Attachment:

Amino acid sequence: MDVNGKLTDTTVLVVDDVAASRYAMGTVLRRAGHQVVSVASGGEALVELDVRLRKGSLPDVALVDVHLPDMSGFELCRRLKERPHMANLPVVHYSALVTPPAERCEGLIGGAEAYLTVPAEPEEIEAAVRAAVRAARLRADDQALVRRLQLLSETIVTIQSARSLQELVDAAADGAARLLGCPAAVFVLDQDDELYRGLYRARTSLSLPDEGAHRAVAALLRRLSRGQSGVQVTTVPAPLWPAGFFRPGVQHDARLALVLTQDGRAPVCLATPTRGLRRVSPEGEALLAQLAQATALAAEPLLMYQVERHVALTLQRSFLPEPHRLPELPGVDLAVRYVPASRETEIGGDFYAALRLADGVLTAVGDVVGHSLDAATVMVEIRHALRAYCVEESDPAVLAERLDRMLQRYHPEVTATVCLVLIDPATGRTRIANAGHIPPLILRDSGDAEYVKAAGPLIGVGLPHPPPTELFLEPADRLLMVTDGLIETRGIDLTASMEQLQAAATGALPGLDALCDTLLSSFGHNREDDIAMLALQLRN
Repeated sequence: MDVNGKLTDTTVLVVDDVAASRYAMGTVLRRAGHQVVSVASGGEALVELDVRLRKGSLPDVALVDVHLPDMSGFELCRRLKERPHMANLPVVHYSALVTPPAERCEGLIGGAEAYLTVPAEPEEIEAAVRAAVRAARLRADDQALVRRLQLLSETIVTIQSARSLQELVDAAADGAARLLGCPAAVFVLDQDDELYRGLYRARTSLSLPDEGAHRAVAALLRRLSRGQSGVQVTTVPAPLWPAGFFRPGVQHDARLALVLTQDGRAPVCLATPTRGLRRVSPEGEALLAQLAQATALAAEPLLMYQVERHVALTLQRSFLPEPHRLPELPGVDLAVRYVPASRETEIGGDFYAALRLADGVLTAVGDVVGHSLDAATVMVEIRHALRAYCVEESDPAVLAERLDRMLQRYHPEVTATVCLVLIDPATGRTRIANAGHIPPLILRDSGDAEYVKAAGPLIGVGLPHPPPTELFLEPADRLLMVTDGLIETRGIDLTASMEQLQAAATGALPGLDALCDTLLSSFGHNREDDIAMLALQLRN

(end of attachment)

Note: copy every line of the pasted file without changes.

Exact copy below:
Amino acid sequence: MDVNGKLTDTTVLVVDDVAASRYAMGTVLRRAGHQVVSVASGGEALVELDVRLRKGSLPDVALVDVHLPDMSGFELCRRLKERPHMANLPVVHYSALVTPPAERCEGLIGGAEAYLTVPAEPEEIEAAVRAAVRAARLRADDQALVRRLQLLSETIVTIQSARSLQELVDAAADGAARLLGCPAAVFVLDQDDELYRGLYRARTSLSLPDEGAHRAVAALLRRLSRGQSGVQVTTVPAPLWPAGFFRPGVQHDARLALVLTQDGRAPVCLATPTRGLRRVSPEGEALLAQLAQATALAAEPLLMYQVERHVALTLQRSFLPEPHRLPELPGVDLAVRYVPASRETEIGGDFYAALRLADGVLTAVGDVVGHSLDAATVMVEIRHALRAYCVEESDPAVLAERLDRMLQRYHPEVTATVCLVLIDPATGRTRIANAGHIPPLILRDSGDAEYVKAAGPLIGVGLPHPPPTELFLEPADRLLMVTDGLIETRGIDLTASMEQLQAAATGALPGLDALCDTLLSSFGHNREDDIAMLALQLRN
Repeated sequence: MDVNGKLTDTTVLVVDDVAASRYAMGTVLRRAGHQVVSVASGGEALVELDVRLRKGSLPDVALVDVHLPDMSGFELCRRLKERPHMANLPVVHYSALVTPPAERCEGLIGGAEAYLTVPAEPEEIEAAVRAAVRAARLRADDQALVRRLQLLSETIVTIQSARSLQELVDAAADGAARLLGCPAAVFVLDQDDELYRGLYRARTSLSLPDEGAHRAVAALLRRLSRGQSGVQVTTVPAPLWPAGFFRPGVQHDARLALVLTQDGRAPVCLATPTRGLRRVSPEGEALLAQLAQATALAAEPLLMYQVERHVALTLQRSFLPEPHRLPELPGVDLAVRYVPASRETEIGGDFYAALRLADGVLTAVGDVVGHSLDAATVMVEIRHALRAYCVEESDPAVLAERLDRMLQRYHPEVTATVCLVLIDPATGRTRIANAGHIPPLILRDSGDAEYVKAAGPLIGVGLPHPPPTELFLEPADRLLMVTDGLIETRGIDLTASMEQLQAAATGALPGLDALCDTLLSSFGHNREDDIAMLALQLRN